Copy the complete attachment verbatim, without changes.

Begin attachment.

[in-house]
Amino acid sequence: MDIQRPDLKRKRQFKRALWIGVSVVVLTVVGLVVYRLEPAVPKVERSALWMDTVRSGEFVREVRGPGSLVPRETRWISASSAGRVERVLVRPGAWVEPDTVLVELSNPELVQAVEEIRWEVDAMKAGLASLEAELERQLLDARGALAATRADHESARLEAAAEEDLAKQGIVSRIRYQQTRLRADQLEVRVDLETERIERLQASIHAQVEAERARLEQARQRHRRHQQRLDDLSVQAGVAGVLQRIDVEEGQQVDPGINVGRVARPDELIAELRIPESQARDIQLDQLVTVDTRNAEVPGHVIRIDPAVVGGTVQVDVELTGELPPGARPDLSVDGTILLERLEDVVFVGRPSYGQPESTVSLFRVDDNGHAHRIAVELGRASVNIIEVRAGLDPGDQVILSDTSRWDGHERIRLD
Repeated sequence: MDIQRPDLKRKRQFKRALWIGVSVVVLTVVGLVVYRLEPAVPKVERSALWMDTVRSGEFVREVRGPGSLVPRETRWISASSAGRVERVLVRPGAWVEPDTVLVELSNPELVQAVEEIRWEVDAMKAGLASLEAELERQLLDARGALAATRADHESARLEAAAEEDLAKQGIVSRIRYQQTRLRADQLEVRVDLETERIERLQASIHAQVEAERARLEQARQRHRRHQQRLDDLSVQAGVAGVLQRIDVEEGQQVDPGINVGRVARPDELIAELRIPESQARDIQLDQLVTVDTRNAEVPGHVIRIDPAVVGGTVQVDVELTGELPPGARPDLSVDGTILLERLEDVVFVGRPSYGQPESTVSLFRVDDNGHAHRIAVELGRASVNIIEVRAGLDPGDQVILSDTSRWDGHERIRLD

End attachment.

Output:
[in-house]
Amino acid sequence: MDIQRPDLKRKRQFKRALWIGVSVVVLTVVGLVVYRLEPAVPKVERSALWMDTVRSGEFVREVRGPGSLVPRETRWISASSAGRVERVLVRPGAWVEPDTVLVELSNPELVQAVEEIRWEVDAMKAGLASLEAELERQLLDARGALAATRADHESARLEAAAEEDLAKQGIVSRIRYQQTRLRADQLEVRVDLETERIERLQASIHAQVEAERARLEQARQRHRRHQQRLDDLSVQAGVAGVLQRIDVEEGQQVDPGINVGRVARPDELIAELRIPESQARDIQLDQLVTVDTRNAEVPGHVIRIDPAVVGGTVQVDVELTGELPPGARPDLSVDGTILLERLEDVVFVGRPSYGQPESTVSLFRVDDNGHAHRIAVELGRASVNIIEVRAGLDPGDQVILSDTSRWDGHERIRLD
Repeated sequence: MDIQRPDLKRKRQFKRALWIGVSVVVLTVVGLVVYRLEPAVPKVERSALWMDTVRSGEFVREVRGPGSLVPRETRWISASSAGRVERVLVRPGAWVEPDTVLVELSNPELVQAVEEIRWEVDAMKAGLASLEAELERQLLDARGALAATRADHESARLEAAAEEDLAKQGIVSRIRYQQTRLRADQLEVRVDLETERIERLQASIHAQVEAERARLEQARQRHRRHQQRLDDLSVQAGVAGVLQRIDVEEGQQVDPGINVGRVARPDELIAELRIPESQARDIQLDQLVTVDTRNAEVPGHVIRIDPAVVGGTVQVDVELTGELPPGARPDLSVDGTILLERLEDVVFVGRPSYGQPESTVSLFRVDDNGHAHRIAVELGRASVNIIEVRAGLDPGDQVILSDTSRWDGHERIRLD